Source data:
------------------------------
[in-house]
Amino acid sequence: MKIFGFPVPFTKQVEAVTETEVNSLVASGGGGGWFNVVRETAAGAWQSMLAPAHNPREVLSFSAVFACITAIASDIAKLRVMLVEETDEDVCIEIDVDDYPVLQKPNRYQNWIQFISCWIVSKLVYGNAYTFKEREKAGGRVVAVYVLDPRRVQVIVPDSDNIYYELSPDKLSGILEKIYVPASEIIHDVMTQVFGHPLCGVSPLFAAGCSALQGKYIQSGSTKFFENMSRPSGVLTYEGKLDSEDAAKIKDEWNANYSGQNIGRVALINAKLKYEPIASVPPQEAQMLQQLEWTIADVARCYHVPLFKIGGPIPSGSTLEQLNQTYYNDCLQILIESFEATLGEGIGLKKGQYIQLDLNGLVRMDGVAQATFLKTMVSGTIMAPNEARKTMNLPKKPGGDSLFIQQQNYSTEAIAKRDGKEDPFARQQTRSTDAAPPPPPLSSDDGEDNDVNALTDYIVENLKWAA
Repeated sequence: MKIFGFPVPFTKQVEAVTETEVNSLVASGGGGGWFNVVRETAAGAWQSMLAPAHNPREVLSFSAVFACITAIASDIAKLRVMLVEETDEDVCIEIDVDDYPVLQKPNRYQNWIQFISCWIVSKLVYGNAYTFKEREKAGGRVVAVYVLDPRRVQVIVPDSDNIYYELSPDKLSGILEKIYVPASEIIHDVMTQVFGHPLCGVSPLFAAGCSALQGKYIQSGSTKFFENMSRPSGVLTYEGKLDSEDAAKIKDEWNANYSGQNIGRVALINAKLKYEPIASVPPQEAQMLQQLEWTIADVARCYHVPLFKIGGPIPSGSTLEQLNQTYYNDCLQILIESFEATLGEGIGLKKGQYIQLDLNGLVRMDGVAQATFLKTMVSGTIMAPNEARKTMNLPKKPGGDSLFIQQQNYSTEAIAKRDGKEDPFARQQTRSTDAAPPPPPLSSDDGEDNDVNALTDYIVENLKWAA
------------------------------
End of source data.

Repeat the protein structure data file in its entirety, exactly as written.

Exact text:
[in-house]
Amino acid sequence: MKIFGFPVPFTKQVEAVTETEVNSLVASGGGGGWFNVVRETAAGAWQSMLAPAHNPREVLSFSAVFACITAIASDIAKLRVMLVEETDEDVCIEIDVDDYPVLQKPNRYQNWIQFISCWIVSKLVYGNAYTFKEREKAGGRVVAVYVLDPRRVQVIVPDSDNIYYELSPDKLSGILEKIYVPASEIIHDVMTQVFGHPLCGVSPLFAAGCSALQGKYIQSGSTKFFENMSRPSGVLTYEGKLDSEDAAKIKDEWNANYSGQNIGRVALINAKLKYEPIASVPPQEAQMLQQLEWTIADVARCYHVPLFKIGGPIPSGSTLEQLNQTYYNDCLQILIESFEATLGEGIGLKKGQYIQLDLNGLVRMDGVAQATFLKTMVSGTIMAPNEARKTMNLPKKPGGDSLFIQQQNYSTEAIAKRDGKEDPFARQQTRSTDAAPPPPPLSSDDGEDNDVNALTDYIVENLKWAA
Repeated sequence: MKIFGFPVPFTKQVEAVTETEVNSLVASGGGGGWFNVVRETAAGAWQSMLAPAHNPREVLSFSAVFACITAIASDIAKLRVMLVEETDEDVCIEIDVDDYPVLQKPNRYQNWIQFISCWIVSKLVYGNAYTFKEREKAGGRVVAVYVLDPRRVQVIVPDSDNIYYELSPDKLSGILEKIYVPASEIIHDVMTQVFGHPLCGVSPLFAAGCSALQGKYIQSGSTKFFENMSRPSGVLTYEGKLDSEDAAKIKDEWNANYSGQNIGRVALINAKLKYEPIASVPPQEAQMLQQLEWTIADVARCYHVPLFKIGGPIPSGSTLEQLNQTYYNDCLQILIESFEATLGEGIGLKKGQYIQLDLNGLVRMDGVAQATFLKTMVSGTIMAPNEARKTMNLPKKPGGDSLFIQQQNYSTEAIAKRDGKEDPFARQQTRSTDAAPPPPPLSSDDGEDNDVNALTDYIVENLKWAA